John Kuo Wei Tchen is a historian, curator, dumpster diver, and teacher. Professor Tchen is the Inaugural Clement A Price Professor of Public History & Humanities at Rutgers University – Newark and Director of the Clement Price Institute on Ethnicity, Culture & the Modern Experience. Currently, he is organizing the Anti-Eugenics Project to mark the Second International Eugenics Congress held at the American Museum of Natural History, 1921 that will surface, reckon, and transform the unresolved disabling impacts of such practices and policies on the US political culture ultimately addressing why we as a nation have trouble dealing with public policy challenges such as the COVID pandemic and global warming. He served as the senior historian for a New York Historical Society exhibition on the impact of Chinese Exclusion Laws on the formation of the US (2014-15) and also senior advisor for the two-hour “American Experience” PBS documentary with Ric Burns and Lishin Yu on the “Chinese Exclusion Act,” 2017. His most recent book, Yellow Peril: An Archive of Anti-Asian Fear (2014), is a critical archival study of images, excerpts and essays on the history and contemporary impact of paranoia and xenophobia. He is also a founder of the Anti-Eugenics Project (AEP), 2021, reckoning with the Second International Eugenics Congress, 2021 & 1921. He is also a founder of The Public History Project (PHP) in 2019, reframing the history of the estuarial region starting with the twined foundational histories of dispossession and enslavement (work emerging from serving as a Commissioner on the NYC Mayor’s Commission on Monuments) and grappling with our settler state illiteracy about the land and waters upon which we live. He is founding director of the A/P/A (Asian/Pacific /American) Studies Program and Institute and part of the founding faculty of the Department of Social and Cultural Analysis at New York University, NYU (1996-2018). In 1980, he co-founded the Museum of Chinese in America.

Read more about the Clement A. Price Institute on Ethnicity, Culture & the Modern Experience. Explore Dr. Jack Tchen’s public history project, Dismantling Eugenics, watch his NYU Skirball “Paradigm Shifter” interview, and take a dive into “Hacking the University: Reckoning with Racial Equity, Climate Justice, and Global Warming.”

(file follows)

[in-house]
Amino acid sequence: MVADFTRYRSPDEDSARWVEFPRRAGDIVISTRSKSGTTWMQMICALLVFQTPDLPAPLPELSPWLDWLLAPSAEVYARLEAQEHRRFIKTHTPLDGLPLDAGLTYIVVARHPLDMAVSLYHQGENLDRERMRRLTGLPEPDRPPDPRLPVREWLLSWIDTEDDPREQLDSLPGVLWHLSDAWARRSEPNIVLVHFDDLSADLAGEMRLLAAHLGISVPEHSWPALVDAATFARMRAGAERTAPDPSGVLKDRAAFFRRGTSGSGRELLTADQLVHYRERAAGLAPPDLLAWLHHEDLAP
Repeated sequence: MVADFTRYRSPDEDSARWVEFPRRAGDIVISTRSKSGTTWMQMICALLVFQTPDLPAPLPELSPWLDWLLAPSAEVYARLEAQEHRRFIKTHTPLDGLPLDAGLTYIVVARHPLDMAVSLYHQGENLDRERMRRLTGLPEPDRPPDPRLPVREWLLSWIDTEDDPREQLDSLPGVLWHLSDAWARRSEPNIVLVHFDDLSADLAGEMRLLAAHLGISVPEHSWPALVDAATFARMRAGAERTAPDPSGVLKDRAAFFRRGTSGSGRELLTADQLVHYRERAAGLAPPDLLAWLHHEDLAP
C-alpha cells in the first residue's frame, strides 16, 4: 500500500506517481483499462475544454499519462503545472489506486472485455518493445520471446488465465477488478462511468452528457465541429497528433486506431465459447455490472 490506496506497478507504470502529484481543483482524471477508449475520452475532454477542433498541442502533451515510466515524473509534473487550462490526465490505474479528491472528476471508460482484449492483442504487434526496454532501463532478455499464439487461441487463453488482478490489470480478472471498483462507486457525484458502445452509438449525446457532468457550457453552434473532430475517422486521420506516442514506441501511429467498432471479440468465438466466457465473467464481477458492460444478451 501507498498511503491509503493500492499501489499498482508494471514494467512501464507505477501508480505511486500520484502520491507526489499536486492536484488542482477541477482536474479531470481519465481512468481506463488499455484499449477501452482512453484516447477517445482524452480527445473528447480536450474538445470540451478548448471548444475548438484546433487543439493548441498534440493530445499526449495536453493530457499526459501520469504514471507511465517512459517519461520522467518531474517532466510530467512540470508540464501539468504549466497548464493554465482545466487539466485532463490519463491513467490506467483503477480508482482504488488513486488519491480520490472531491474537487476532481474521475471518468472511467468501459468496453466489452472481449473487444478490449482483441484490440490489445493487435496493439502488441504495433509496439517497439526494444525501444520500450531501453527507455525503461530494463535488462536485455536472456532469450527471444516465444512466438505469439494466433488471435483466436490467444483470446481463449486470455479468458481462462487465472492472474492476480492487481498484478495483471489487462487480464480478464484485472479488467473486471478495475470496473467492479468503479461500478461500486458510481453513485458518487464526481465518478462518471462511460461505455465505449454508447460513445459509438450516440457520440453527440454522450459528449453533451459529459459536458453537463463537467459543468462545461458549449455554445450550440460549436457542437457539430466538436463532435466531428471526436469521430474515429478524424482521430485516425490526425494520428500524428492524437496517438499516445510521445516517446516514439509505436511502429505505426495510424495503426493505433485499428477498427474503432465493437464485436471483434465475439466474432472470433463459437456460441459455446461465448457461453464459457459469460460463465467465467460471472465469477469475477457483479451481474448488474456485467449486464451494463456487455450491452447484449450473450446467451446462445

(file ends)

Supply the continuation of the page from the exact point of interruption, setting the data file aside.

Clarification note from Dr. Tchen’s interview:

The Immigration Act of 1924 pushed and formulated by the eugenics lobby, targeted “inferior” European “races,” namely the “Alpines” (Jews, Polish, Slavs, for example) and “Mediterraneans” (Italians, Greeks, Spanish) as a way to extend the exclusion, segregation, and violence against Indigenous, Black, Mexican, Puerto Rican, and Asian people. For more information, Dr. Tchen recommends Daniel Okrent’s interview on NPR.

Statistics mentioned in this episode taken from:

FBI 2020 Hate Crime Statistics

Voices featured at the top of the show: Faith Seiuli (Intersections Inc, a Amerika Samoa Humanities Council-supported program), Stephanie Gibson (Nevada Humanities), Laura McGuinn (South Carolina Humanities), and Kevin Lindsey (Minnesota Humanities Center).

Find out more about race, racism, and social justice on our blog:

Challenging Our Own Thinking: Former MN Supreme Court Justice Alan C. Page Talks About Growing Up in the 1950s and Discrimination in America

Nevada Humanities: Making Voices Heard

Democracy as a Way of Living: Jamelle Bouie with Oregon Humanities

Learning Early about Race with Colorado Humanities

Black Roots: Everett Fly Delivers Frederick Law Olsted Lecture at Harvard University

Every Beat Will Fight for Me’: Black Alabamians and the Vote

Celebrate Black History Month Throughout the Year with a Council Near You

Imagining Japanese Monsters with Dr. Bill Tsutsui

The show is produced by LWC. Elizabeth Nakano is our producer and sound designer. Jimmy Gutierrez edited the series. Jen Chien is executive editor. Cedric Wilson is lead producer. Spanish translations by Virginia Lora. You can find more episodes on Apple Podcasts, Spotify, or wherever you listen to your favorite podcasts. 

Making Meaning is a podcast from the Federation of State Humanities Councils and is part of its “Humanities in American Life” initiative, which is generously funded by a grant from The Andrew W. Mellon Foundation.

Note: The opinions and ideas expressed in this episode are those of our guests and do not necessarily reflect those held by the Federation of State Humanities Councils or its funders.